Australia’s construction union is instructing workers to put down their tools if the federal government doesn’t ban engineered stone workbenches used in kitchens.
Stone benches, when cut or polished, emit a particularly potent type of dust containing tiny crystals of silica that can be inhaled.
The banks have caused more than 600 workers in NSW, Victoria and Queensland to be diagnosed with life-threatening silicosis, a long-term lung disease caused by inhaling large amounts of silica dust.
The worrying rise in silicosis prompted the Construction Forestry Mining Mining Energy Union (CFMEU) on Wednesday to demand the federal government ban engineering stone imports by July 2024.
Joshua Suwa is unable to work as a bricklayer due to a diagnosis of silicosis. (Pictured: Mr. Suwa uses a wooden fence to stabilize a shelf of artificial stone he is cutting, not wearing a mask)
Silica dust from artificial stone has been pointed out as one of the main culprits in the diagnoses of lung diseases, especially silicosis.
Mr. Suwa is desperate to stay as long as possible to see the two children he and his partner Erin have grow up (in the picture, Mr. Suwa and his partner Erin and their children)
If the government does not enforce the ban, the union will implement its own restrictions by instructing workers to take labor action instead of using the stone product.
“The time for talk is over and now is the time to act,” Secretary Zac Smith told reporters in Melbourne on Wednesday.
‘This is asbestos from the 2000s.’
Victoria and Queensland have already banned dry-cut engineered stone, while the ACT and NSW are considering following suit.
At the federal level, the former coalition government received a report last year recommending banning the import of some or all artificial stone products from July 2024, but no action has yet been taken.
Australian mother of two, Joanna McNeill, 34, was diagnosed with silicosis after working in an administrative position near a quarry.
Joanna McNeill, a 34-year-old mother of two, worked in quarry management and was diagnosed with silicosis when she underwent a routine health assessment last year after returning to work from maternity leave.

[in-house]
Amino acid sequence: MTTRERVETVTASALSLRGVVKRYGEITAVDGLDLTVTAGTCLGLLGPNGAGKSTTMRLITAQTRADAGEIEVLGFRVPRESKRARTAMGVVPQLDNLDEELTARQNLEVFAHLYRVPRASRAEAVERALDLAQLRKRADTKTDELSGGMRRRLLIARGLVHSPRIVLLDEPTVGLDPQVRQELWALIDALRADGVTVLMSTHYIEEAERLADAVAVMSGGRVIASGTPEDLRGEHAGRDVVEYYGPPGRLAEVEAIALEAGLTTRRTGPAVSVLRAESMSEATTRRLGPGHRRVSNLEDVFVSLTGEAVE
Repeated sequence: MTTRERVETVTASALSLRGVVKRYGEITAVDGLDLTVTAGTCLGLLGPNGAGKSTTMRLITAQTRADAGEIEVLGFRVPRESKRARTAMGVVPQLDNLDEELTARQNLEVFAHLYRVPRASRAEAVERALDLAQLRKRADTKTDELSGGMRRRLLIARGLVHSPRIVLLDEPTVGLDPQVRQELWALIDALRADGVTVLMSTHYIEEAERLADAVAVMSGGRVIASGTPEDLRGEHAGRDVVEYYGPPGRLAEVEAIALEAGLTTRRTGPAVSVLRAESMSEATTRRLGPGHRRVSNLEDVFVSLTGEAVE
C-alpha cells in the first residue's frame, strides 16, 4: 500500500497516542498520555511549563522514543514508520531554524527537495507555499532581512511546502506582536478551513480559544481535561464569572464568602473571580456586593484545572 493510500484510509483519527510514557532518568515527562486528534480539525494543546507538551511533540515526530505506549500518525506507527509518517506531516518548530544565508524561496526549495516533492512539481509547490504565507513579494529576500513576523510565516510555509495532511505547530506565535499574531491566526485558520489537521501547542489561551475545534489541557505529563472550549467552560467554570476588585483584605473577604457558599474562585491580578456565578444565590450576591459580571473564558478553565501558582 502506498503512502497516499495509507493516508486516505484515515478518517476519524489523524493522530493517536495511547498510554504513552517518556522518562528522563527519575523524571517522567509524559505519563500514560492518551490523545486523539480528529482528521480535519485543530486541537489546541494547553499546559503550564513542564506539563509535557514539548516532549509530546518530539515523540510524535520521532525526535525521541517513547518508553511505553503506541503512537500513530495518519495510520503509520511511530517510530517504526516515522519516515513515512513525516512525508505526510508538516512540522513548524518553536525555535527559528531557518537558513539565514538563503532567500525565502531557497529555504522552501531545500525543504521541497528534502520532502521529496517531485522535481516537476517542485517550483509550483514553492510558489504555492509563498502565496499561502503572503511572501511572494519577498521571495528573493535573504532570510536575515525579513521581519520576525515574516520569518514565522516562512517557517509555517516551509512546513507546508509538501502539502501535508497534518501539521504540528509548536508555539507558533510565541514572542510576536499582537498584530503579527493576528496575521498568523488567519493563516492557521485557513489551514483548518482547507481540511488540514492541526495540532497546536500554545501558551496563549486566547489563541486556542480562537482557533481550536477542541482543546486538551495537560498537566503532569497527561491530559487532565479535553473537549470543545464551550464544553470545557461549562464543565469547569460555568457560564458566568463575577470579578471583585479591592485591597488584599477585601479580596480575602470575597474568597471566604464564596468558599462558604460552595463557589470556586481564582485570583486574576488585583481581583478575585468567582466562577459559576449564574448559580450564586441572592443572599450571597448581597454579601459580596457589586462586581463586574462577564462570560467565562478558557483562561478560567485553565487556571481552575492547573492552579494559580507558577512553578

Ms. McNeill could feel the quarry dust coating her face and hair as she left her office building to go home each day.
But she had no idea that the tiny particles were slowly scarring her lungs and would one day leave her struggling to breathe.
The disease usually affects professionals who cut and install countertops that use stone.
Daily Mail Australia previously spoke to two men, who should be in the prime of their lives, but are ill after falling ill due to exposure to silica dust while doing construction work.
Both Hak Kim, 27, and Joshua Suwa, 34, could see their lives cut short by breathing dust at work.
Mr. Suwa, a former top soccer player, developed silicosis and scleroderma after working as a bricklayer for nine years, five of them in Sydney and four in Melbourne.
He is desperate to stay to see his two children, Hudson, 5, and Lenny, 2, grow up with his partner Erin.
But he worries that his silicosis will worsen, as it does with most lung diseases.
‘It’s difficult, I don’t know how I’m going to progress with it. I am an extremely positive person, so I will continue to believe, hope, and pray.
I have to spend as much time as possible for my two children.
Kim is on the waiting list for a lung transplant, after inhaling dust every day while working on demolition sites in Melbourne between the ages of 20 and 24.
The $1.6 million Mr. Kim received in compensation for never being given respiratory protection is little comfort, he said.
He was awarded $1.6 million in compensation since he was not instructed to wear a respirator mask on the job, but he says that’s little consolation.
“I cried when they told me I needed a transplant. It was hard to accept,” Kim said.
The operation is the last resort, and even after surgery the patient is at high risk of infection and rejection of the organ.
Mr. Kim loved to play soccer and went fishing every weekend, but now he can’t walk far or hold a fishing pole. He needs oxygen to deal with the constant breathing difficulties.
Co-author of the 2021 Curtin University study, epidemiologist Lin Fritschi, said banning artificial stone would prevent nearly hundreds of lung cancers and thousands of cases of silicosis.
She said that the health impacts of silica dust could also be reduced through various methods.
These include mandatory wet cutting or on-tool dust extraction and consistent use of high-quality respiratory protection.
What is silicosis?
Silicosis is an aggressive and incurable lung disease that results from breathing crystalline silica dust (sand).
The disease has been recognized to occur in workers exposed to dust for hundreds of years, usually workers who had prolonged exposure to mineral dust, such as when working in mines.
When products containing crystalline silica are cut, ground, polished, or similarly worked, they release very fine dust particles into the air that are usually so small as to be invisible.
Silicosis involves silica dust that slowly scars the lungs. The disease usually affects merchants
These are then inhaled and can lodge deep in the lungs, where they can cause serious damage to your lungs and health.
Exposure to crystalline silica dust can cause chronic bronchitis and emphysema, among other lung diseases. Symptoms of exposure to silica dust include shortness of breath, severe cough, chest pain, and fatigue.
There is no such thing as silica cancer. However, the presence of silica dust in the lungs can greatly increase the risk of developing lung cancer. Silica dust lung cancer is also more likely if the person has smoked.
Silicosis is a disease characterized by inflammation and scarring of the lungs. Silicosis is generally a progressive condition, which can lead to the development of other silica dust lung diseases and can lead to death.